You construct your narrative identity (how you conceptualize yourself through your life story) in much the same way as you consume a movie. Think about the experience of being riveted by one.
Starting with the first scene, you collect information about where the story is set, who the players are and what makes them tick, and what's going on.
You’re immersed in the atmosphere the filmmaker has created to match the predominant emotional experience he or she hopes the viewer will have. Bright colors and peppy music for a romantic comedy, say, or a thunderstorm beating against the windows for a creepy thriller.
With each frame you integrate new information with your existing understanding. But you probably aren’t doing it consciously; you're more or less passively assimilating the information in the background as you watch.
How you write your life story on autopilot
In the same way, most of the time you are engrossed in your life, not consciously integrating the new input you receive every day. Over time, you observe how others perceive, treat, and react to you, and vice versa, and these observations gradually coalesce into a unique narrative universe in which your life is played out.
Your expected range of experience is accompanied by a certain type of soundtrack. Your interactions with the world knit together your feelings of worth as a person, your sense of your ability to control your destiny, and any number of other components of your identity.
Naturally, the richer and more developed your story becomes, the more apt you are to interpret new information in a way consistent with what has happened before.
A bad turn of events pulls its meaning from the established context of your story: maybe another random misfortune has befallen you, like they always seem to do, or you deserve it because you are bad.
When something good happens you may tend to chalk it up to good luck, good genes, or good parenting, or as a reward for good behavior. While the experience itself may be very much in the forefront of your mind, it slots into your narrative subtext unobtrusively—for better or worse—and then you carry on to the next scene.
Fiction writers are generally careful to keep plot twists within the bounds of the world they have created. They are surprising but plausible so that you stay engaged in the story. You may be temporarily destabilized by them, but as you continue watching, your understanding shifts to accommodate the new information. That's like how we process the day-to-day slings and arrows of life.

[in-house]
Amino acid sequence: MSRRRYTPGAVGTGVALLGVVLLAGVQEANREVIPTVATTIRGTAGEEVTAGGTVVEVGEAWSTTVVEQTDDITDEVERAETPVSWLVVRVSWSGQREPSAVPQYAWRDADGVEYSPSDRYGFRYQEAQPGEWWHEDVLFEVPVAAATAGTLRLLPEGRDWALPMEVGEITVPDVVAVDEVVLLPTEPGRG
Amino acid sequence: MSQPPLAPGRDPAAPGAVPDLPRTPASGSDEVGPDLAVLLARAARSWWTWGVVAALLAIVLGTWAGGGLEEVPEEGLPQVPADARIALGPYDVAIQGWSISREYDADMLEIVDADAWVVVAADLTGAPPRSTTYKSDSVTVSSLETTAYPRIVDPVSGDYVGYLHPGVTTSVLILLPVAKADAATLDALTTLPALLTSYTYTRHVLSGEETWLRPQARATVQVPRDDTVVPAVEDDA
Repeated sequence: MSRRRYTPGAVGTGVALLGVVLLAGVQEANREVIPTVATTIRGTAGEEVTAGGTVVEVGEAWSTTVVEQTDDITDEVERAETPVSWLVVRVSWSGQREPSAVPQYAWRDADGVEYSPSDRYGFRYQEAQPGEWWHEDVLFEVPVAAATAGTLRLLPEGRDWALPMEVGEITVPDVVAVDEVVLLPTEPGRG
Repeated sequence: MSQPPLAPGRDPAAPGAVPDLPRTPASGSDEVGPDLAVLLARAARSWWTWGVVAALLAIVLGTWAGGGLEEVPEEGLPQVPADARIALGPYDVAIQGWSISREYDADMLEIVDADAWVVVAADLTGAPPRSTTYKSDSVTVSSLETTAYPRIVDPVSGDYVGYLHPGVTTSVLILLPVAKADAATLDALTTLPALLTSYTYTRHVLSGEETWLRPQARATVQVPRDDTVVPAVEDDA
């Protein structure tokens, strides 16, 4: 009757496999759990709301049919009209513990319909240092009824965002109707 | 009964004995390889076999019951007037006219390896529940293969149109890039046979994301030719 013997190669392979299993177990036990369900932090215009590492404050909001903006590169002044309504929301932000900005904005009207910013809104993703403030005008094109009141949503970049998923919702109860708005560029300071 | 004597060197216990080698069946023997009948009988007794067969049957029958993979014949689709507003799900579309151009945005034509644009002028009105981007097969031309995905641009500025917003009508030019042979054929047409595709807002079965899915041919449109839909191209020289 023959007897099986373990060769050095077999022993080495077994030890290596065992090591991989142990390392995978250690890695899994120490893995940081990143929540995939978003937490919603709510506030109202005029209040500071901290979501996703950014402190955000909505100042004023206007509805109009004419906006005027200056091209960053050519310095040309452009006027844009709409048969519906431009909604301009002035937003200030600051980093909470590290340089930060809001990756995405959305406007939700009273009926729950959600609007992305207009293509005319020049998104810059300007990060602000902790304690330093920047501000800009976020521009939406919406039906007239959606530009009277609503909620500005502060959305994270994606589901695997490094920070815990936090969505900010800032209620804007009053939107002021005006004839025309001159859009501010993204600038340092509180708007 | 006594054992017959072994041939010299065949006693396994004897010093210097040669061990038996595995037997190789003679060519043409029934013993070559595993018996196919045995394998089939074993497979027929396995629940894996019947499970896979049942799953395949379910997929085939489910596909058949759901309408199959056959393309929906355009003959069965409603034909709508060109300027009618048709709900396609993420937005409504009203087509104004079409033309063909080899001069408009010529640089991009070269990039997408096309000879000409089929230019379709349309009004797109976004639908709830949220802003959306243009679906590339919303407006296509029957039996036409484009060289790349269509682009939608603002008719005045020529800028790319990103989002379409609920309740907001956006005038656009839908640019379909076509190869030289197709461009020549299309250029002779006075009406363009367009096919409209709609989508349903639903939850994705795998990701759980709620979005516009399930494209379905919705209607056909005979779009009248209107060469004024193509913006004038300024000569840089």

Why big setbacks are a big opportunity
On the other hand, if something completely out of the blue occurs in a film, you might be stymied. Let's say you are two-thirds of the way through a romantic comedy and, while embracing his beloved, the leading man turns into a werewolf, sprouts wings, and flaps away with her to his den.
You'd be taken aback, mentally scrambling to make sense of the development. You'd have been jolted from your reverie and thrust into active involvement in story interpretation.
- You may tell yourself that you inadvertently walked into an obscure art film, and continue watching, albeit unamused, because you already paid for the ticket.
- You could find your curiosity tickled and suddenly become much more interested in what will happen next.
- You might walk out of the theatre, irritated at the film’s misleading preview.
Three different ways of interpreting the same event, three different responses, and three different contributions to your lasting opinion (and enjoyment) of the film.
The difference between this situation and less shocking ones is that now, because what you thought was a reliable storyline has fallen to pieces, you get to be much more actively involved in choosing what you do with the new information. Being knocked completely off your feet, rather than just off balance, has forced you to consider fresh interpretations.
This is what happens when major life events come from out of left field. While you can choose to take a critical eye to your life narrative at any time, these head-scratchers beg for your involvement. How you respond to them can dramatically alter the trajectory, and even the genre, of your life story. They provide an opportunity to create big chunks of meaning in your life.
Finding your redemption
Here, you can take another cue from Hollywood: some of the most popular stories ever are those of redemption. These are ones that involve the overcoming of odds, obstacles, or downfalls, and achieving some kind of grand reward.
These stories resonate deeply with us because we’re wired to survive by overcoming obstacles—it's good for survival. The research also reveals that people who view their own story as one of redemption also tend to have a greater sense of well-being, meaning, and purpose in their lives.
I discussed in another article how to begin to find redemptive narratives in your life story if they aren’t obvious. Basically, you need to look for the signs of resilience that follow the major impacts; the ways that the hard times have positioned you to be the underdog.
Look for the things you’ve learned about yourself, someone else, or the world that you didn’t know before. Perhaps pushing through the difficulty revealed a hidden strength of yours that can take you to new places.
What can you do to integrate the downfall into your hero’s story, and what will the comeback scene entail?
Have you ever looked back and developed a new understanding of a past loss or setback? Please let me know about it in the comments section!